Reading: Matthew 11
After John was arrested by Herod, he sent a couple of his disciples to Jesus to ask: “Are you the one?” I can empathize with this question. John was a miracle child, born into an influential family. Even though John’s life choices were to become a desert prophet, masses of people from all walks of life followed him into the desert. By every measure, John proved he was a man of great influence.
John’s role in the Gospel is to introduce Jesus to the world. When John’s disciples notice that Jesus is becoming more and more recognized, they encourage John to compete. John tells them: “He must increase, I must decrease.” John gives up his fame and influence because he believes that Jesus is the one the world has been waiting for.
This is not just a loss of fame — John was arrested because his preaching offended people in power. Eventually he would be killed because those in power were offended by him. Something about the message that prophets bring that leads the powerful to kill them. John did not merely retire because Jesus surpassed him — John would give his life. One cannot blame John for looking for assurance that he sacrificed everything for the right cause.
Jesus comforts John by sending back this message: “The blind receive their sight, the lame walk, the lepers are cleansed, the deaf hear, the dead are raised, and the poor have good news brought to them.”
This message is similar to what one reads in Isaiah 61 and may be a direct quote from a translation of Isaiah into Greek. By sending this message, Jesus attaches himself to the message the prophet Isaiah gave — a message that caused the prophet to be sawed in half.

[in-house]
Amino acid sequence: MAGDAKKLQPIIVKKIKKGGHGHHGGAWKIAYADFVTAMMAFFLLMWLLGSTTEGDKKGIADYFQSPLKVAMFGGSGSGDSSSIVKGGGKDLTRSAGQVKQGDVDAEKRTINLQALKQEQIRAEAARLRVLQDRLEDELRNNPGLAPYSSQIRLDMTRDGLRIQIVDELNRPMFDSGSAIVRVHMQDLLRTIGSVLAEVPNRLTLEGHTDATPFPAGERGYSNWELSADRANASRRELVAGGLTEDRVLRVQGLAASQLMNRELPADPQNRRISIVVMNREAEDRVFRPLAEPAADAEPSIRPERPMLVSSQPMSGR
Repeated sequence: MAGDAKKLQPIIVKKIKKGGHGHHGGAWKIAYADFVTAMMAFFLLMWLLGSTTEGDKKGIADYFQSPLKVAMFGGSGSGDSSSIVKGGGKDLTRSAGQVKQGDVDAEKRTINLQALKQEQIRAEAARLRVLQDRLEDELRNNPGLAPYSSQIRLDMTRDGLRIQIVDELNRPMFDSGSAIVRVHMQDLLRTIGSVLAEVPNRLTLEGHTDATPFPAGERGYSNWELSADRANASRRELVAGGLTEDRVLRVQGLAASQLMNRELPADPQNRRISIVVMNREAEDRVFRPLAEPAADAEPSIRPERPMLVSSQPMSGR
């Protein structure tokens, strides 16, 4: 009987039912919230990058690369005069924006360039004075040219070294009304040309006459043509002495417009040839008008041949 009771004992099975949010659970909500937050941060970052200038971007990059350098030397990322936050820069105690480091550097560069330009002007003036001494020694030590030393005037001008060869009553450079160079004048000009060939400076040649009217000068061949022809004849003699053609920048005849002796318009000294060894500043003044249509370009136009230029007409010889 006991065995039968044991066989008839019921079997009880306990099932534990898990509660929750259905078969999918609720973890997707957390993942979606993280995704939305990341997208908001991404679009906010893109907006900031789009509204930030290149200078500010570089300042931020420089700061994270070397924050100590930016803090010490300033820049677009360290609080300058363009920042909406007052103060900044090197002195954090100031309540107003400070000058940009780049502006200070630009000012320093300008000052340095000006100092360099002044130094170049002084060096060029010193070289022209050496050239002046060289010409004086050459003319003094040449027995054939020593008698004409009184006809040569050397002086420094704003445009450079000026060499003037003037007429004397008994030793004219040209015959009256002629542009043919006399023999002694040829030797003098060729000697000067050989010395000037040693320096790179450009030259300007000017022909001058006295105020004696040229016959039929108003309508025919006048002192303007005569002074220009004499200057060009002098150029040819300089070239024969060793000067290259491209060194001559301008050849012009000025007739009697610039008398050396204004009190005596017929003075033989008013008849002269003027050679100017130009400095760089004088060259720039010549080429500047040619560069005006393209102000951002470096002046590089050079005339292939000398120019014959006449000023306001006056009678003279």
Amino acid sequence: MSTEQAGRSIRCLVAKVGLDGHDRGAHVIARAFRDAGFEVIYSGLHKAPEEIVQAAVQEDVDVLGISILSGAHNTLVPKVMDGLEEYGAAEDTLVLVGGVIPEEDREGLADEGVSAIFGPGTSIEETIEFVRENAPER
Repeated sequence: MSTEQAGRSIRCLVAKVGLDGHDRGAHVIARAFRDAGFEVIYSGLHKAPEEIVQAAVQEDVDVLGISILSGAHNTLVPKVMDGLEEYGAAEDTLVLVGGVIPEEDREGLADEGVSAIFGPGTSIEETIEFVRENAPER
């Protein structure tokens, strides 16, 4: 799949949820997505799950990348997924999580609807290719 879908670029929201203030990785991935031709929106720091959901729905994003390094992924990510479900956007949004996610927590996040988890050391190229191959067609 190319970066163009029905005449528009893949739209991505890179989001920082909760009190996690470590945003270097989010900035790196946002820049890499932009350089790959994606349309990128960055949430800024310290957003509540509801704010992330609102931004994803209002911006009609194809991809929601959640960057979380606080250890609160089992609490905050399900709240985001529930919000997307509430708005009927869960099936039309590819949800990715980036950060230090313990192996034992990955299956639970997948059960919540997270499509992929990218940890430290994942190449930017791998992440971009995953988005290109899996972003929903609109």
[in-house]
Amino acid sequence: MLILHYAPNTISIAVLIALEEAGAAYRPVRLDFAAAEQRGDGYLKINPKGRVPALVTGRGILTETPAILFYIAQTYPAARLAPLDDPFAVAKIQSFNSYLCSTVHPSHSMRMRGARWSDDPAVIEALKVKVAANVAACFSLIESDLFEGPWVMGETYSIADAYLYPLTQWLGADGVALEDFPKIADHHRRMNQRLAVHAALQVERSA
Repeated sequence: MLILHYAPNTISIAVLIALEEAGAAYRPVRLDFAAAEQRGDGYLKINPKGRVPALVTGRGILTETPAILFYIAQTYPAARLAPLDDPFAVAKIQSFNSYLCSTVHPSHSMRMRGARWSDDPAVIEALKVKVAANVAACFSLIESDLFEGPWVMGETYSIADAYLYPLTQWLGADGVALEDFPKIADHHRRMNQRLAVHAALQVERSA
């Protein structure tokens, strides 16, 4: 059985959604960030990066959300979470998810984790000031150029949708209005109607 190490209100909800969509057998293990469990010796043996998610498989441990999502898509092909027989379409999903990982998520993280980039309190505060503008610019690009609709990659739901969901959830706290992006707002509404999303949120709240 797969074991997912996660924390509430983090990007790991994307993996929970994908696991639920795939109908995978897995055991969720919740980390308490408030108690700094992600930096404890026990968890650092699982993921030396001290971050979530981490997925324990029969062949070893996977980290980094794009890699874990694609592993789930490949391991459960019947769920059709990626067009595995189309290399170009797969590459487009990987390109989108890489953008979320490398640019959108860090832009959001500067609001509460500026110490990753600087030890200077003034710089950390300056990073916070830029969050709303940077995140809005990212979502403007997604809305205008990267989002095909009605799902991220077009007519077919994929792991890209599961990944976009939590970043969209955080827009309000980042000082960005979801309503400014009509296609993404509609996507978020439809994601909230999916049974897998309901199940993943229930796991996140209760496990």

Good news for the poor and the oppressed is often received as bad news for the oppressors. If we look back at the prophets at the time approaching the Babylonian captivity, we get a good idea what this might be: Oppression goes against the Law God gave to the descendants of Israel, and the kings and other leaders oppressed the people of Israel anyways.
The prophets suggest the reason that Israel and Judah fell is because they disobeyed God’s law, specifically God’s law about oppressing the poor and the powerless. They preached God is on the side of those who suffer under the powerful, however, if God is on the side of the oppressed, God is against the oppressor. When the prophets talk about justice and punishment, those who will receive punishment for their acts of injustice receive this as bad news. In the case of Isaiah, this Good News for the poor means the end of David’s kingdom and the death of a nation.
We know that John was killed because Herod did not appreciate his prophecy. Jesus was killed because those in power heard the good news for the poor and received it as the bad news that their power would end. Jesus died because those leaders who wanted to hold onto power by any means necessary were sinful people — Jesus died because of their sinfulness.
This part of the Gospel can be difficult for good church people living in relative comfort. We miss the part of the message that is Good News for the oppressed. Christ came to save us from our sins, and oppression is a sin problem. This sin problem is still a big part of our world. Too often professing Christians choose to celebrate rather than condemn sin.